The Week at World’s End has shot to the very top of my list of favourite books of 2021. Pulling me in from the very first line, it took me on a challenging, entertaining and eye-opening journey. I know a book is powerful when I keep going back to it, thinking about the story, characters and messages that developed as each element was revealed.
I learned so much about life during a week when everyone was paranoid that the world would end – when most people had no idea what the impact of an atomic bomb would be – and those who did were terrified. It is fascinating to read historical fiction from a time that is still in living memory. This story isn’t one that happened long ago – less that 15 years before I was born – but is recent history that is so important. Emma Carroll has expertly woven a must-read for older children that will help them to understand the global nature of politics and how the nations of our world impact each other as they strive for power.
Nothing exciting ever happens in World’s End Close. At least that’s what Stevie Fisher and her best friend, Ray, used to think. They had to rely on Ray’s overactive imagination and stories they made up themselves to bring a little bit of spark to the routine of their lives.
Then they meet Anna – a girl hiding in the coal shed. Who is she? What is she doing there? Who is she running from? Anna is a girl of so many questions but no answers. Stevie and Ray find themselves on an exhilarating adventure where they must do all they can to protect Anna without their families noticing.
At the same time, the grown-up world is bursting with worry over the mounting Cuban Missile Crisis. Special reports from the White House across the Atlantic and frightening newspaper headlines are filtering down to the children who are trying to make sense of everything they’re hearing. Is there going to be another war? Are their lives actually in danger? What will happen if someone pushes the “red button”? Is there even a button to push? Nuclear bombs are all anyone can talk about and strange things are happening at the American airbase near their home. It’s all getting too real and too close!
When Stevie learns a secret that is just too dangerous to keep, she is faced with the ultimate dilemma. Speaking up is risky and she doesn’t trust the power of her own voice. but the impact of keeping quiet is unthinkable.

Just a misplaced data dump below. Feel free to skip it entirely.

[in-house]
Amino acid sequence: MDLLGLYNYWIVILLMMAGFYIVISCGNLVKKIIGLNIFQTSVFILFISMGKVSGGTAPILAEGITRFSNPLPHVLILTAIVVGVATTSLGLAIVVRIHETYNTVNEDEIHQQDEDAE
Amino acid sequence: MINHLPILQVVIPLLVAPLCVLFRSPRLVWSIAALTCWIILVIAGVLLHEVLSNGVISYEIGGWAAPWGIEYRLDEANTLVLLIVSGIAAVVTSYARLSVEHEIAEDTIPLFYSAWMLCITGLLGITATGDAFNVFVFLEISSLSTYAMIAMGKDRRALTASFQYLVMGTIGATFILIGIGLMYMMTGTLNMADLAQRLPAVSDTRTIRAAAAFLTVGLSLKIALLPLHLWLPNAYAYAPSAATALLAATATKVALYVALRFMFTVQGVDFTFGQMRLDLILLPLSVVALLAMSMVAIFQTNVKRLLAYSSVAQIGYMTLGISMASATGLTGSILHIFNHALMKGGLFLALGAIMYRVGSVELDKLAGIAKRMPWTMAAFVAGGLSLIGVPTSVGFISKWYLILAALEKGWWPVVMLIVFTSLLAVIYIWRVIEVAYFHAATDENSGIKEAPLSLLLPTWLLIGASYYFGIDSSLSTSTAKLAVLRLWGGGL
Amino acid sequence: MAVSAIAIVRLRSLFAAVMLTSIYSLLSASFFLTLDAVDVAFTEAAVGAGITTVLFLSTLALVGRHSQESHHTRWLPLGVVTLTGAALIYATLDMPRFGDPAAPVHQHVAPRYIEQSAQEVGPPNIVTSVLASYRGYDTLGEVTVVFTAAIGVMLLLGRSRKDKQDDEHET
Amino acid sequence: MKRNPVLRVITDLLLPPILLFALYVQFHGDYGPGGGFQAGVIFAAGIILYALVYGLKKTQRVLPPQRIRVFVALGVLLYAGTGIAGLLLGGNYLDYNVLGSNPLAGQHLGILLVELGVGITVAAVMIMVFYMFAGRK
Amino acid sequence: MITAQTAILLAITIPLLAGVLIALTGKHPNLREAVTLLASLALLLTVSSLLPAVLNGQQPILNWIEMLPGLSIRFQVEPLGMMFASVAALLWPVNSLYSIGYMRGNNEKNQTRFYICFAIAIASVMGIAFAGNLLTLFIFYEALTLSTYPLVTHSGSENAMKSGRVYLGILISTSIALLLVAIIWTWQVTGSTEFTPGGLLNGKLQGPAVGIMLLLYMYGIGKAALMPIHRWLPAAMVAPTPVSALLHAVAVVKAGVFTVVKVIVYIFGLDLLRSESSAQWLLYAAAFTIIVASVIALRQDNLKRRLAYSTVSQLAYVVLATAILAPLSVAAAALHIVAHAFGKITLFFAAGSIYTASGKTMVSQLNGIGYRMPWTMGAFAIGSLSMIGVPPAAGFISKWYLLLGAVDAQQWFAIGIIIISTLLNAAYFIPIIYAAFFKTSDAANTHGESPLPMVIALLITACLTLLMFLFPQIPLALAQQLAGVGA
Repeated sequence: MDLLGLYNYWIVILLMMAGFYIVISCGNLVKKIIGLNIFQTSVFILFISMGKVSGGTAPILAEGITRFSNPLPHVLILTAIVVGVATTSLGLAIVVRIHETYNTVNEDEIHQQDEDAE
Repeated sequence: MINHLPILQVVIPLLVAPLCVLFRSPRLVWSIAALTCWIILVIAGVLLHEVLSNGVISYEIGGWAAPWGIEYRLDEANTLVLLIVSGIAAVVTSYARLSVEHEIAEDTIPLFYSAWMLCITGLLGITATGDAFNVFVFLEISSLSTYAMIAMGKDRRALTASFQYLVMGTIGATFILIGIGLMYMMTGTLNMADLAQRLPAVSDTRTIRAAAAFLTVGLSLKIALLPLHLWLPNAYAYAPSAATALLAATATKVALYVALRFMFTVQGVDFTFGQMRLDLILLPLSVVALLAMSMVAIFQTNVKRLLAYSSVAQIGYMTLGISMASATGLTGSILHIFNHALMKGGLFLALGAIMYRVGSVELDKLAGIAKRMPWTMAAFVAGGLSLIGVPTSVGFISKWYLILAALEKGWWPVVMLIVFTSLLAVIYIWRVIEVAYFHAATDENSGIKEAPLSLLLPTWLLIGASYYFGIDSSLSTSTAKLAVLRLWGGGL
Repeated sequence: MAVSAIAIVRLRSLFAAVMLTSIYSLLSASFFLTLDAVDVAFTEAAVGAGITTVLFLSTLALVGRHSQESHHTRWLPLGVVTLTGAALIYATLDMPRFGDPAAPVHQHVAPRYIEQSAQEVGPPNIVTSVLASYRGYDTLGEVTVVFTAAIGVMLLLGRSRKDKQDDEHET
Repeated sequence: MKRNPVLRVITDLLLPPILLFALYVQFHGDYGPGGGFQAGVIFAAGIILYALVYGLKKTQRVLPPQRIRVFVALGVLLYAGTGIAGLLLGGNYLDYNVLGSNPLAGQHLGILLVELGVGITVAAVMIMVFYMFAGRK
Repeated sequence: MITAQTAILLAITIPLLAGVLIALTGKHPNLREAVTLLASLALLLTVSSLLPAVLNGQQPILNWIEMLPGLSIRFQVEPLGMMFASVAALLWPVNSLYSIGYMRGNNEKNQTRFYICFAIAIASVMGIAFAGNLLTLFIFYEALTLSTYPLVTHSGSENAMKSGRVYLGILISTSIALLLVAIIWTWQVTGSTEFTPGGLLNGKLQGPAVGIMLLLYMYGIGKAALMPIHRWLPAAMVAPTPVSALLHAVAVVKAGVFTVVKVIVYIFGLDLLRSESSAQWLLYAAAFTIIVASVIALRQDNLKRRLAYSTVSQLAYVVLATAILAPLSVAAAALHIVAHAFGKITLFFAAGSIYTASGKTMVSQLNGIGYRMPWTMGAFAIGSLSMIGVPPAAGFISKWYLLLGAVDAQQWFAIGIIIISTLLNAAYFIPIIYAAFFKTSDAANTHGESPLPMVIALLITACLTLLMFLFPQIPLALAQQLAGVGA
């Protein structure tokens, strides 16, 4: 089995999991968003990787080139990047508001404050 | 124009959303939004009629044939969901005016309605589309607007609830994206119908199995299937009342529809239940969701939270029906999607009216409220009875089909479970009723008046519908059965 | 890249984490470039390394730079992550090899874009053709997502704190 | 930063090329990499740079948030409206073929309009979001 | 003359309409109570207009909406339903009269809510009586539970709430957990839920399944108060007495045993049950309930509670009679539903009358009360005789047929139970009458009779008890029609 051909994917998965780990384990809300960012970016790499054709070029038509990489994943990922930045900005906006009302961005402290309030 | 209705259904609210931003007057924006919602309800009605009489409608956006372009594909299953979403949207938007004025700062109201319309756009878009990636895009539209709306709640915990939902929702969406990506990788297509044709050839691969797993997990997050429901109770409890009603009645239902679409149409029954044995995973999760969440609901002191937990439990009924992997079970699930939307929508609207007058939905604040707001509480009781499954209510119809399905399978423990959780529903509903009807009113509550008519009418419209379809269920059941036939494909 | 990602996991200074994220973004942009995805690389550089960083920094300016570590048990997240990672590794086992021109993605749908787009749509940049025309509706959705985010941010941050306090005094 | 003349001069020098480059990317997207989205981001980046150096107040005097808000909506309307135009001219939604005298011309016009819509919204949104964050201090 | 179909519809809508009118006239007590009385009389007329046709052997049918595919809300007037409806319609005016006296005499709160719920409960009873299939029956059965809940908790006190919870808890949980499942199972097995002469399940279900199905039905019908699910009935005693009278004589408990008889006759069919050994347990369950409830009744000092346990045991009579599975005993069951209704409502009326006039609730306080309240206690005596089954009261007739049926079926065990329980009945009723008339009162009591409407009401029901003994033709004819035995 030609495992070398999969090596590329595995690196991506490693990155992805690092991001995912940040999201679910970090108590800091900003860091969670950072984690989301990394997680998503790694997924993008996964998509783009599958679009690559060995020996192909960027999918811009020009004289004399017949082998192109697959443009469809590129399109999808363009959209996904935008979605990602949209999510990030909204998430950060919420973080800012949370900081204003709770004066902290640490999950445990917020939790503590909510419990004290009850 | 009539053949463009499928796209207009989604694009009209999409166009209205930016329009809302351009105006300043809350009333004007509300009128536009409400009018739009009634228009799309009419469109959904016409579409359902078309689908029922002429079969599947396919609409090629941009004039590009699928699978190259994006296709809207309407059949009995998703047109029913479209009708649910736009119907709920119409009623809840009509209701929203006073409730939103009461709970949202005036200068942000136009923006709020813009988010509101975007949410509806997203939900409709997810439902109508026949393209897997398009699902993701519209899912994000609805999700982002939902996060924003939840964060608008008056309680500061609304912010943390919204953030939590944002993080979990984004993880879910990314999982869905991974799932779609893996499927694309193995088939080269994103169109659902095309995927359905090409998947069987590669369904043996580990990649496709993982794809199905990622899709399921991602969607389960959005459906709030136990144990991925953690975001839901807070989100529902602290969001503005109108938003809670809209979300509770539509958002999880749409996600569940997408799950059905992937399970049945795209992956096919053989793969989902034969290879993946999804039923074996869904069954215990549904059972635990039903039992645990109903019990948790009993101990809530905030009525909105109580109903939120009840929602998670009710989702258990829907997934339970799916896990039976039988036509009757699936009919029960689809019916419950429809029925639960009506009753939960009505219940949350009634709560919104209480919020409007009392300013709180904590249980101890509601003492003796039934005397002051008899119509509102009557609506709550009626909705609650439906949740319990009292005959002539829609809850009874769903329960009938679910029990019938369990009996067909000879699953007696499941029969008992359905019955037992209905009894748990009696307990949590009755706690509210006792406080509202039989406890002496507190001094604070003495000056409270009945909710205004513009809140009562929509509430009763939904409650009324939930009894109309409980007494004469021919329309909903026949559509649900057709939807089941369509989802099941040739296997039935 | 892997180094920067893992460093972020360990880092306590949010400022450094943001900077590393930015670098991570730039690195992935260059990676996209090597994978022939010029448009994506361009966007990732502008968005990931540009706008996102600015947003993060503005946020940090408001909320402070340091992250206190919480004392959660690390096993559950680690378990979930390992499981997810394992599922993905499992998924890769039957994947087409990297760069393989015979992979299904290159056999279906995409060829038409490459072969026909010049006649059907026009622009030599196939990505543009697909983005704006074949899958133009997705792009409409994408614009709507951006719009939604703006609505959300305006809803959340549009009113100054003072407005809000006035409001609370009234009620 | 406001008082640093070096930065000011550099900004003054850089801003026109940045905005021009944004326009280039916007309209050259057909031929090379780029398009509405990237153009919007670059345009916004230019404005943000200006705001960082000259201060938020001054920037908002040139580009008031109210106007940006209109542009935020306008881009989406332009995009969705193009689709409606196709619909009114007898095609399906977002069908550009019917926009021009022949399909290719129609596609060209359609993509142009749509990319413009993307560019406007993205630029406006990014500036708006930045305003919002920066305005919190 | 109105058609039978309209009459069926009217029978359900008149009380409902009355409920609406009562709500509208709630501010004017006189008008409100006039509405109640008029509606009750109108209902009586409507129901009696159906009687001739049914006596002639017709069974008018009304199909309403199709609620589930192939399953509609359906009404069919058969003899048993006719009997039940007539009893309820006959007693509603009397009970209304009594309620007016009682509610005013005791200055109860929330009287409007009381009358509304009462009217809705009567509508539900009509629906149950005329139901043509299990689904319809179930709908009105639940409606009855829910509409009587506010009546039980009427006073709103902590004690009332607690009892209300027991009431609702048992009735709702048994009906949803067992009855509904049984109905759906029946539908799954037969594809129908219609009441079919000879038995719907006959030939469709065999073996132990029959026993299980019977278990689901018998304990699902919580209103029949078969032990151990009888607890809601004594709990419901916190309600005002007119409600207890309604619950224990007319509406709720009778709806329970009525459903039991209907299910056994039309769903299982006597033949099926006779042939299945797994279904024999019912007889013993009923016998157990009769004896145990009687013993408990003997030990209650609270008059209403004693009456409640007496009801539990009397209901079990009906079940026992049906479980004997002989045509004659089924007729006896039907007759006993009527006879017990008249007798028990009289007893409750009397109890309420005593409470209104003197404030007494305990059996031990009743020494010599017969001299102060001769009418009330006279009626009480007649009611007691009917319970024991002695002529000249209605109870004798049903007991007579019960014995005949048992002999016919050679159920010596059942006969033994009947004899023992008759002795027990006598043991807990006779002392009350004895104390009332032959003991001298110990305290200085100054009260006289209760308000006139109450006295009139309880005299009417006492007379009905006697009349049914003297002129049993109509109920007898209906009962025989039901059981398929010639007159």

Reading historical fiction by Emma Carroll is all encompassing. The story surrounds the reader with the atmosphere of the time period – every detail coming to life on the page. In The Week at World’s End, the reader is transported to 1960’s England with all of the culture, fashion and trends that made it such a unique and significant time. Mods, Scooter Girls, Rock and Roll, standing up for what you believe in … everything that was so important to young people is a key part of this narrative. Yet nothing is shoe-horned in. It all combines naturally to help tell the story.
A significant aspect of this book is the challenges faced by Ray and his family as mixed-race people in 1960’s England and the influence of Martin Luther King Jr and the rallies in the US at this time. This is treated honestly and sensitively with the blatant injustices ringing through.
The Week at World’s End would be an incredible class read in Year 5+. With so much opportunity for children to question and discuss, it would be fascinating to see what they make of this week in history when the whole world held its breath. I certainly can’t wait for my own children to read it so we can talk about everything inside. This is not just a book for readers who love historical fiction. There is so much to explore in terms of politics, war, media, racism, secrets, truth and finding your voice. This is a book to be read and shared for a very long time.
Thank you to Faber Children’s for this wonderful story!
Publishing: 2nd September 2021
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